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Millennium Development Goal 8
10 September 2005
Report: Thailand's Contribution to Millennium Development Goal 8
As a successful middle-income country with decades of experience and lessons learnt in advancing human development, Thailand is well-positioned to contribute to the global partnership for development called for in Millennium Development Goal 8.

By engaging in South-South development cooperation and taking a leading role in sub-regional and regional cooperation initiatives, Thailand is actively sharing with other countries its own knowledge of what it takes to rapidly reduce poverty, improve health and education, and face the challenges of environmentally sustainable development. By opening up its markets to imports from Least Developed Countries (LDCs) and providing significant amounts of foreign direct investment , Thailand is also contributing to progress towards the Millennium Development Goals in the region and beyond.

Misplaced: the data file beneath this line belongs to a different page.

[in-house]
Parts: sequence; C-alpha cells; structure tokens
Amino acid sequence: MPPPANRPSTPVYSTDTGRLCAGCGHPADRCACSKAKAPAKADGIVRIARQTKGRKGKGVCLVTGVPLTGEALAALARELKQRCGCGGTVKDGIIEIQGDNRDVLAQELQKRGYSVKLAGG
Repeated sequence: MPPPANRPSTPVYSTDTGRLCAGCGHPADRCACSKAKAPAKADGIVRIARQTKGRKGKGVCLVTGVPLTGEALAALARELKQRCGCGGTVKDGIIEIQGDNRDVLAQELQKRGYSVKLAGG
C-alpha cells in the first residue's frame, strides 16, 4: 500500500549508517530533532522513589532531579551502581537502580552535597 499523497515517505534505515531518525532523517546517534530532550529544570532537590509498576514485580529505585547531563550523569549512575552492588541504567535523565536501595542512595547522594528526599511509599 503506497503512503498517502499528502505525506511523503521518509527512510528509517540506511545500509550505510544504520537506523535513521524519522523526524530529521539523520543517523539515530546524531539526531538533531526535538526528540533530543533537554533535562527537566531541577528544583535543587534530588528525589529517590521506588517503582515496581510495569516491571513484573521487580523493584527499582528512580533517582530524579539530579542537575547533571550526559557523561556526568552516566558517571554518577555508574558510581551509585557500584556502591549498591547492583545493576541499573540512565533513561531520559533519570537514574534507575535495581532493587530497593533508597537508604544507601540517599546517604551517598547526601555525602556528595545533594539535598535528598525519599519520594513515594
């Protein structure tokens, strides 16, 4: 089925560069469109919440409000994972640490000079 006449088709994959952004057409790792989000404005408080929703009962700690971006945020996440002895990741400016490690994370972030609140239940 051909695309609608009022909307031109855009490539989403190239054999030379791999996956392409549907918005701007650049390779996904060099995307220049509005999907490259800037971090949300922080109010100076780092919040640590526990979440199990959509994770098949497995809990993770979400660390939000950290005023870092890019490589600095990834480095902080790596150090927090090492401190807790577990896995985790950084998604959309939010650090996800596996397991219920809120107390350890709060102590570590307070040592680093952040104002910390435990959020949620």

This report shows that middle-income countries such as Thailand have an increasingly important role to play in the global campaign to achieve the Millennium Development Goals by 2015. It shows that a global partnership for development is not just about the North helping the South but also about solidarity and cooperation between countries of the South.

With this report, Thailand joins several OECD countries in reporting on their contributions to Millennium Development Goal 8 in the lead-up to the 2005 World Summit at the United Nations headquarters in New York.
Building partnerships through regional cooperation
Thailand's contribution to the global partnership for development is guided by principles of self-help, partnerships, and sharing of development experience. Under its foreign policy of "forward engagement", and guided by a strong commitment to support neighbouring countries to develop and prosper, Thailand has helped to establish bilateral and sub-regional cooperation frameworks and trade agreements. Thailand is also actively pursuing the "Look West" policy with a view to enhancing cordial relations and promoting constructive cooperation with countries in South Asia and Africa. Reaching beyond the region, Thailand has established wider partnerships and agreements that include countries in the Pacific and elsewhere.
Offering development assistance